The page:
The University of Tennessee says it is looking into accusations that a couple of Vol football players received cash from a professional agent. The key question on the minds of fans is how this could impact a football program already on probation.
Wednesday an article by Yahoo! Sports claimed five SEC football players received money from a professional agent. The players include former University of Tennessee quarterback Tyler Bray and current defensive lineman Mo Couch.
The payments reportedly occurred mostly during the summer of 2012. If proven true, the summer of 2012 will become even more infamous for Bray. His time at UT that summer also included allegations that he threw bottles at cars at an apartment complex as well as a citation for reckless boating while riding a jet-ski on Tellico Lake.
"With these latest accusations, first of all everything has got to be proven as far as what's fact and what's fiction," said Chris Low, WBIR contributor and SEC blogger for ESPN.com. "I think Tennessee has taken swift action. They pulled Mo Couch off the practice field. He will not go to Oregon this weekend. In fact, I doubt very seriously you'll see Mo Couch play another game for Tennessee."
"Behind the scenes, they [UT] spent most of the day today with Mo Couch. They spent hours with him this morning investigating and looking into it," said Brent Hubbs with Volquest.com.
None of the latest accusations happened under the watch of current head coach Butch Jones. Nonetheless, Jones took over the UT program knowing the Vols are on probation with the NCAA until August 2015. UT landed on probation and had probation extended due to violations that happened under head coach Lane Kiffin.
"The 14 months Lane Kiffin was here is what I call 'the gift that keeps on giving,' sarcastically," said Low. "Former coach Willie Mack Garza, who was here under the Kiffin regime, paid for prospects to visit Tennessee and last November the NCAA extended the Vols' probation until 2015. So the Vols are still on probation, which means they're still on the hot seat so to speak and the NCAA has a tendency to hit you a little bit harder."
If the accusations are true that Bray or Couch received money while they were students at UT, the NCAA could do a variety of things to punish the Vols.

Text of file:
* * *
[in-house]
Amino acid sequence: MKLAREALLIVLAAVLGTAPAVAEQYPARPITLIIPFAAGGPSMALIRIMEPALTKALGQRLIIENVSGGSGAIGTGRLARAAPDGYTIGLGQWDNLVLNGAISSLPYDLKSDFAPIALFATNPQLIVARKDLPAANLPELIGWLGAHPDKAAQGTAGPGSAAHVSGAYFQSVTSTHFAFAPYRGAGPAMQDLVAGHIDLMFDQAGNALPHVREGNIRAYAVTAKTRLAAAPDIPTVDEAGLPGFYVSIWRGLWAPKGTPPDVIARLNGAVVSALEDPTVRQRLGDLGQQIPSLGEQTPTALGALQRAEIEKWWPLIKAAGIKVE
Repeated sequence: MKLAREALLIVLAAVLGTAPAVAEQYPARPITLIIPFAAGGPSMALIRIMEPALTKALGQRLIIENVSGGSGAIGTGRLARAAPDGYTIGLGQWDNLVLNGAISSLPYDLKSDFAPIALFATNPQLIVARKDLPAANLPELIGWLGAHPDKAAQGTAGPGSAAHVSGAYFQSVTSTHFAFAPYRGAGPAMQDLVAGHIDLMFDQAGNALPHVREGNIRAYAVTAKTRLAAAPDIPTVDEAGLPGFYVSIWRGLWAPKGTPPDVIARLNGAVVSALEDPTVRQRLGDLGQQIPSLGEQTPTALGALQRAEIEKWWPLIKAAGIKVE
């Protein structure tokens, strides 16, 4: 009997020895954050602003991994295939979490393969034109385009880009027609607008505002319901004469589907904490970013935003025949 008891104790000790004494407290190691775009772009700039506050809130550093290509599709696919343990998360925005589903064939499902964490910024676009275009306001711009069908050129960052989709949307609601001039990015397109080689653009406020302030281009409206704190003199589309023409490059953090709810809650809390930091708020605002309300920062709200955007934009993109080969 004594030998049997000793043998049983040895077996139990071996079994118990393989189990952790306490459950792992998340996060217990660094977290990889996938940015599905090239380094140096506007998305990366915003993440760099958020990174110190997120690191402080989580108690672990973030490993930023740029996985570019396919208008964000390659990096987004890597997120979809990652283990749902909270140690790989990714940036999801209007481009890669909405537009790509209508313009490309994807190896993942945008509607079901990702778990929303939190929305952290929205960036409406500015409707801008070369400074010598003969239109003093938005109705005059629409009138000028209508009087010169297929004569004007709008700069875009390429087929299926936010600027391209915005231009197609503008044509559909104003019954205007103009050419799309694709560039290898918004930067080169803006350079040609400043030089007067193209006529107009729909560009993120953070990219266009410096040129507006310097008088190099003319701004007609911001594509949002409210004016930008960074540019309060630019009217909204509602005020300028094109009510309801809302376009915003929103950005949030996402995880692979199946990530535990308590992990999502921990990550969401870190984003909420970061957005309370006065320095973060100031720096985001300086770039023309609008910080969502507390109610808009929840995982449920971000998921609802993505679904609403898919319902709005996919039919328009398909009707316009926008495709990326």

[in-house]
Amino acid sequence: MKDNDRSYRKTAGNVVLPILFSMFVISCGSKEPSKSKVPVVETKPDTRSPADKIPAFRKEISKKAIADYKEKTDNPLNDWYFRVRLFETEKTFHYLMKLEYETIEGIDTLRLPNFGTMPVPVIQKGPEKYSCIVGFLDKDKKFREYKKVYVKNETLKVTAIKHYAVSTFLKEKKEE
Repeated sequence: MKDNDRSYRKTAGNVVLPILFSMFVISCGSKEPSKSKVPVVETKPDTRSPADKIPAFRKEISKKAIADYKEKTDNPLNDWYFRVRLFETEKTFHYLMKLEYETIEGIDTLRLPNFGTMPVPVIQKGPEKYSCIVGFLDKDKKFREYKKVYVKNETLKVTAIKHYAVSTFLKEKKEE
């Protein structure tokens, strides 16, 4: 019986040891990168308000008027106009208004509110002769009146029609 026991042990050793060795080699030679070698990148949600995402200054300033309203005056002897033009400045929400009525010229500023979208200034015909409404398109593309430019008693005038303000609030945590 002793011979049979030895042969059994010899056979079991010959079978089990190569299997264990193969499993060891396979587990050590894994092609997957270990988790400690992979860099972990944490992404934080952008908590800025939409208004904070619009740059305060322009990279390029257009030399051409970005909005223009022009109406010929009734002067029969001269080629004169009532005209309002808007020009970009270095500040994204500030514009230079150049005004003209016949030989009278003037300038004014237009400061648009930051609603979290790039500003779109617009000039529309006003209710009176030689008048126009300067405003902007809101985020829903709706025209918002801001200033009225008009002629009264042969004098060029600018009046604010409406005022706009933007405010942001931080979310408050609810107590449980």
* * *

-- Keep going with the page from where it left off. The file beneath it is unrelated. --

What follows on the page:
"For Couch, he could be retroactively ruled ineligible and any game he played in this year or last year that Tennessee won could be vacated. The same goes for Bray last year," said Low. "With Couch, you feel sure that's why UT is unlikely to risk playing him in any more games."
Couch is not playing this weekend at Oregon, although the team has officially attributed Couch's absence to "heat exhaustion."
Right now it's too early to say what the NCAA could do about Bray or Couch taking money from an agent, but both Hubbs and Low agree UT benefits from the infractions occurring under a previous coach.
"I don't think right now there's any cause for great panic. As long as there's no evidence Tennessee had knowledge of this taking place and didn't do anything about it," said Hubbs.
"Here's Butch Jones who by all accounts Tennessee doing things the right way. And I do think that probably works in Tennessee's favor," said Low.
Regardless of the potential NCAA fallout, the publicity surrounding the current accusations is not desired by a program trying to rebuild under Jones.
"From Tennessee's standpoint, its not the kind of story you want to have. Tennessee spends a lot of time educating their players on what you can and cant do. Who you can take a benefit from and who you cant take a benefit from and the repercussions of doing that. And that's obviously something Tennessee is dealing with now with Mo Couch," said Hubbs.
Hubbs also said he believes the situation with Couch could carry over to other debates about money in college athletics.
"Why did Mo Couch need to take money from somebody? Why did he need a Western Union transfer in May or June? You know, Mo is married, he has a small child he is trying to raise, and they live here in Knoxville. It is going to stir up that debate from some people about paying college athletes again, which is a separate story," said Hubbs.